The Poetry: Donwerth-Chikamatsu's Somewhere Among is presented in free verse, and many of the poems make excellent use of space, rhyme, metaphor, and lyricism to communicate the overwhelming sense of sorrow that emanates from the various tragedies and events explored in the narrative. For example, the poem "After the Storm" depicts Ema's family emerging from the silence of their home after a typhoon by sliding open the shutters and turning on the news:
I look at Mom,
not enjoying the night air
one cricket here
one cricket there.
a news flash
the whole neighborhood gasps. (206-7).In this poem, the author makes use of the space on the page in order to emphasize the silence and to encourage the reader to engage in the same meditation the protagonist experiences as she enjoys "the moon and the stars" and "the sparkly air after a typhoon" (206). Additionally, the use of both rhyme and slant rhyme in the final five lines of the poem adds emphasis through language and sound, and furthermore, brings a subtlety to the description of this well-known historical event. The verse novel also made several nods toward other poets and popular musicians such as Emily Dickinson and The Beatles.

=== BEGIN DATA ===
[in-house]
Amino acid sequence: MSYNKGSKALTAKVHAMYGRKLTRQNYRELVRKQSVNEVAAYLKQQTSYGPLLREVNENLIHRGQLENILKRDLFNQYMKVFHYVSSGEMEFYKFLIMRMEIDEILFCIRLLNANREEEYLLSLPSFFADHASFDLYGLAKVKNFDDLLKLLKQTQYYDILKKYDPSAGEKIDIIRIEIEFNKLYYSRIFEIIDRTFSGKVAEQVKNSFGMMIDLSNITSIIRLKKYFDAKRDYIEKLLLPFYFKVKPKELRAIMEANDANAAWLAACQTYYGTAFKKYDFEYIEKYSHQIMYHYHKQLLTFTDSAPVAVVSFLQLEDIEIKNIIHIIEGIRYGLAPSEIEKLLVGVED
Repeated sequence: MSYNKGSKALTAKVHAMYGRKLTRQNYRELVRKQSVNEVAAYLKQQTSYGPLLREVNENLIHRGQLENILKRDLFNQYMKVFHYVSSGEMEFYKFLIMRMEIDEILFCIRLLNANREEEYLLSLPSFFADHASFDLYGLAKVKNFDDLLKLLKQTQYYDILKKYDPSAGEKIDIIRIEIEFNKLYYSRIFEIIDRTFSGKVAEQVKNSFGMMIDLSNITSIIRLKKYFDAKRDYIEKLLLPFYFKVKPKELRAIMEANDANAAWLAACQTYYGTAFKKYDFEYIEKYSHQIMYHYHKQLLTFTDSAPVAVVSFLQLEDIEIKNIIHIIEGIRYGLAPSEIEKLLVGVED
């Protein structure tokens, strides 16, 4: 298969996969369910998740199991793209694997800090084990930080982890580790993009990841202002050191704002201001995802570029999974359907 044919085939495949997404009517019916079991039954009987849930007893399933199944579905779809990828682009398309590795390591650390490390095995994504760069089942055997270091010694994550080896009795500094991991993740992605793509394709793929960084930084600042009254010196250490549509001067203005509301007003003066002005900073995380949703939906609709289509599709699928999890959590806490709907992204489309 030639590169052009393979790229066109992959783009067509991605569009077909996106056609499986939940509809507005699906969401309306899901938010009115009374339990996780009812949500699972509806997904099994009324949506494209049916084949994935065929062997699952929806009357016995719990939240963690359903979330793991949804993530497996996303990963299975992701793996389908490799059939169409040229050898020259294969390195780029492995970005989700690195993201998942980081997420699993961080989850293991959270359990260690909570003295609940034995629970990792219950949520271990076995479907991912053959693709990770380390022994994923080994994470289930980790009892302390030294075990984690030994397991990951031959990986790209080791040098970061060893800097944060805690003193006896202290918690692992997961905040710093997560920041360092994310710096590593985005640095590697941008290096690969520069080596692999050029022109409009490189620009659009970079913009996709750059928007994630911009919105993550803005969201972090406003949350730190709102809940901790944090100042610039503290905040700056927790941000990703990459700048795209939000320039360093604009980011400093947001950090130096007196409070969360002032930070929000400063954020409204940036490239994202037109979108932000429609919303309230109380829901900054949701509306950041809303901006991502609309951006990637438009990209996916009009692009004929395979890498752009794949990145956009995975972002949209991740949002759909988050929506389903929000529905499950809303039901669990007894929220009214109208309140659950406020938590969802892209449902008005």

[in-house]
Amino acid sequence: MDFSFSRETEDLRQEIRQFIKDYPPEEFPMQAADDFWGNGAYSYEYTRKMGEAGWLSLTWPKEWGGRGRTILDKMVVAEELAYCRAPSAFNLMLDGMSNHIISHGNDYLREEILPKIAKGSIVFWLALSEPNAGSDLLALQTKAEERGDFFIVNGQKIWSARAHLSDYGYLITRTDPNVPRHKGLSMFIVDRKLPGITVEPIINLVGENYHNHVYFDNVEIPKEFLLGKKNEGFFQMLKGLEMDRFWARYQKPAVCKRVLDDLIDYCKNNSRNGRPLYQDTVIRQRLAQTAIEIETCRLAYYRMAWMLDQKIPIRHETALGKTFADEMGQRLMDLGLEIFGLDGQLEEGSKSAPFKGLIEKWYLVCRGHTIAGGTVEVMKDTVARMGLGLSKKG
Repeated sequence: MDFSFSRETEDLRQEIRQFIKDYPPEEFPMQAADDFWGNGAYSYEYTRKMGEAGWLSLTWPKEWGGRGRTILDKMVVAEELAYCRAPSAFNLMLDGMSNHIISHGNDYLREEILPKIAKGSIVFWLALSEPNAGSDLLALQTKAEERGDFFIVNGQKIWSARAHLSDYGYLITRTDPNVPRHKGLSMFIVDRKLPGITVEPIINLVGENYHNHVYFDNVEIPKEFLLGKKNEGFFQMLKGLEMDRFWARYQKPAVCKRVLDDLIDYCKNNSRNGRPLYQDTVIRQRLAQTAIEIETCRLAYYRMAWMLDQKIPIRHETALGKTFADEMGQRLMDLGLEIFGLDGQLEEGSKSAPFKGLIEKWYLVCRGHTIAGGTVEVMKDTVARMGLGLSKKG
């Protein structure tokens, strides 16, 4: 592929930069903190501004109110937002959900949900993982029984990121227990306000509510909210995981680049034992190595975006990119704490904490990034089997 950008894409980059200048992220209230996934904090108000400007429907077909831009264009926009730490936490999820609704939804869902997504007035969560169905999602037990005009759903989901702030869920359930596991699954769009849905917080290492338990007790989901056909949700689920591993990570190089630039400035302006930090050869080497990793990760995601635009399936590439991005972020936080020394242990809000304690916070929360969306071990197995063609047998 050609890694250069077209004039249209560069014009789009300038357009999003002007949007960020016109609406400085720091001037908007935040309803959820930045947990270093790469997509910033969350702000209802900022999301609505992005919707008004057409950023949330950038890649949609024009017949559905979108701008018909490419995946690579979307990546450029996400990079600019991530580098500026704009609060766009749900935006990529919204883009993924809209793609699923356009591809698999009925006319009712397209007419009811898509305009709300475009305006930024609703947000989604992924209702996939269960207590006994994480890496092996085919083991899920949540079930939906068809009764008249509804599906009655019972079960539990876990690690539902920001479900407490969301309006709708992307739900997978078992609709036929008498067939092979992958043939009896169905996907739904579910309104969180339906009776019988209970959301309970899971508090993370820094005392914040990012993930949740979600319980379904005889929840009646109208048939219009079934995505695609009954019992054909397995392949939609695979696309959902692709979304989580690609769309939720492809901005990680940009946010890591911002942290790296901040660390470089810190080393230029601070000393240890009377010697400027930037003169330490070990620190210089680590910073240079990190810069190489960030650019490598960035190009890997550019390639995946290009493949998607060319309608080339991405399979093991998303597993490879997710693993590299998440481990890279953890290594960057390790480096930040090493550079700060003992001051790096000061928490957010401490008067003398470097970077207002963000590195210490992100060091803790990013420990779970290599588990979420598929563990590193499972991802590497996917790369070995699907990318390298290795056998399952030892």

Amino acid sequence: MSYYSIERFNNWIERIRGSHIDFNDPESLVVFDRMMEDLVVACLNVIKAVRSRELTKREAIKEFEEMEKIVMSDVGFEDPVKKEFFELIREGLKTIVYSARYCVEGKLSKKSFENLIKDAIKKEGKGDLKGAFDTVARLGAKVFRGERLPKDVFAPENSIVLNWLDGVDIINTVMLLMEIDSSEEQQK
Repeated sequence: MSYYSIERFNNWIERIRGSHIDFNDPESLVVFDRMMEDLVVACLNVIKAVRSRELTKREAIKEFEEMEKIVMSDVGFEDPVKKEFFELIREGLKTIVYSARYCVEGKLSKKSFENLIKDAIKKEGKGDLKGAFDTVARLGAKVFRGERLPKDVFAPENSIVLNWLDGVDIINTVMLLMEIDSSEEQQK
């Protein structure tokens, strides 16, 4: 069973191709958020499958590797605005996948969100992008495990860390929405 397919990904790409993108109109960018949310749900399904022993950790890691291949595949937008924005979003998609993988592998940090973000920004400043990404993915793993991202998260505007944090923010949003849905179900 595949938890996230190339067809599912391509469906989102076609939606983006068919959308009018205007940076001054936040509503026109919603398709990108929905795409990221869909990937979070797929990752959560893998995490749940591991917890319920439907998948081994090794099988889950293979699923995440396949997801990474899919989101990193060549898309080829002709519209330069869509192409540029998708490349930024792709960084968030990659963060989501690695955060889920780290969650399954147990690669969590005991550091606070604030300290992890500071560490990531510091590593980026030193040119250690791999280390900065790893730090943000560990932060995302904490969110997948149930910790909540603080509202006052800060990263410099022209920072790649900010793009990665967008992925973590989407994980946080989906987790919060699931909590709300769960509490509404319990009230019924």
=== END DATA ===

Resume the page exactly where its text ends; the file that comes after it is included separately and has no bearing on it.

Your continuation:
The Page: Somewhere Among is divided into seven sections, each representing a month from June to December, ranging in length from 35 to 100+ pages. Each section's front page also includes a black and white illustration. At 439 pages, the verse novel spent a lot of time exploring the experiences of Ema. The early poems and the narrative moved pretty slowly, and it seemed the author could have edited the collection down a bit. Overall I found Somewhere Among to be a fine verse novel. I give it three stars.